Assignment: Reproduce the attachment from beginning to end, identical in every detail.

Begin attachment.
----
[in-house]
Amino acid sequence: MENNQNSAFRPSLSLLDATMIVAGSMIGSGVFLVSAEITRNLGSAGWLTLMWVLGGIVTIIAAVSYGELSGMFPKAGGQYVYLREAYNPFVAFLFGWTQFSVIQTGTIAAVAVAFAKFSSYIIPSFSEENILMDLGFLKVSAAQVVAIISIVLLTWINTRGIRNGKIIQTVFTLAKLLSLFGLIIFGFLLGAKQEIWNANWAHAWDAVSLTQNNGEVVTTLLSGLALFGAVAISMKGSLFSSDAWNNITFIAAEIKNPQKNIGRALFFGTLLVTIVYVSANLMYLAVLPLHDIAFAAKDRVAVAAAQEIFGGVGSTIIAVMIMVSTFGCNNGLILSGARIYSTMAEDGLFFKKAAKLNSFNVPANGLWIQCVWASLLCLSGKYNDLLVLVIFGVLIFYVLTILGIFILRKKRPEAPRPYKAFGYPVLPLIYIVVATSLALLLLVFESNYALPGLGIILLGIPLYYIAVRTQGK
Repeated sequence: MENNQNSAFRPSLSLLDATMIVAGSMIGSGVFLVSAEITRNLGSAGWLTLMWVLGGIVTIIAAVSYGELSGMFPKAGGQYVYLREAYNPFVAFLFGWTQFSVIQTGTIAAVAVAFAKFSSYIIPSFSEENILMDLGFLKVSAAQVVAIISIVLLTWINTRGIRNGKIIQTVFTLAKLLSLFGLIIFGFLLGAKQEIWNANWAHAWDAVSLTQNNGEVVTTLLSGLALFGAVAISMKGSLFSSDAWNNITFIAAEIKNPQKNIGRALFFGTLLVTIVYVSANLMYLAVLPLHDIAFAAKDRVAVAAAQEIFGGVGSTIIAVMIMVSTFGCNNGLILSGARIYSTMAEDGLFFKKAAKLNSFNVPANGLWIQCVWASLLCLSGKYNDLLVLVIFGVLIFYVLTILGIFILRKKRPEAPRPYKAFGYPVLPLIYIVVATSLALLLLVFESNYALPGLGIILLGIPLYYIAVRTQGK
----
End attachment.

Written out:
[in-house]
Amino acid sequence: MENNQNSAFRPSLSLLDATMIVAGSMIGSGVFLVSAEITRNLGSAGWLTLMWVLGGIVTIIAAVSYGELSGMFPKAGGQYVYLREAYNPFVAFLFGWTQFSVIQTGTIAAVAVAFAKFSSYIIPSFSEENILMDLGFLKVSAAQVVAIISIVLLTWINTRGIRNGKIIQTVFTLAKLLSLFGLIIFGFLLGAKQEIWNANWAHAWDAVSLTQNNGEVVTTLLSGLALFGAVAISMKGSLFSSDAWNNITFIAAEIKNPQKNIGRALFFGTLLVTIVYVSANLMYLAVLPLHDIAFAAKDRVAVAAAQEIFGGVGSTIIAVMIMVSTFGCNNGLILSGARIYSTMAEDGLFFKKAAKLNSFNVPANGLWIQCVWASLLCLSGKYNDLLVLVIFGVLIFYVLTILGIFILRKKRPEAPRPYKAFGYPVLPLIYIVVATSLALLLLVFESNYALPGLGIILLGIPLYYIAVRTQGK
Repeated sequence: MENNQNSAFRPSLSLLDATMIVAGSMIGSGVFLVSAEITRNLGSAGWLTLMWVLGGIVTIIAAVSYGELSGMFPKAGGQYVYLREAYNPFVAFLFGWTQFSVIQTGTIAAVAVAFAKFSSYIIPSFSEENILMDLGFLKVSAAQVVAIISIVLLTWINTRGIRNGKIIQTVFTLAKLLSLFGLIIFGFLLGAKQEIWNANWAHAWDAVSLTQNNGEVVTTLLSGLALFGAVAISMKGSLFSSDAWNNITFIAAEIKNPQKNIGRALFFGTLLVTIVYVSANLMYLAVLPLHDIAFAAKDRVAVAAAQEIFGGVGSTIIAVMIMVSTFGCNNGLILSGARIYSTMAEDGLFFKKAAKLNSFNVPANGLWIQCVWASLLCLSGKYNDLLVLVIFGVLIFYVLTILGIFILRKKRPEAPRPYKAFGYPVLPLIYIVVATSLALLLLVFESNYALPGLGIILLGIPLYYIAVRTQGK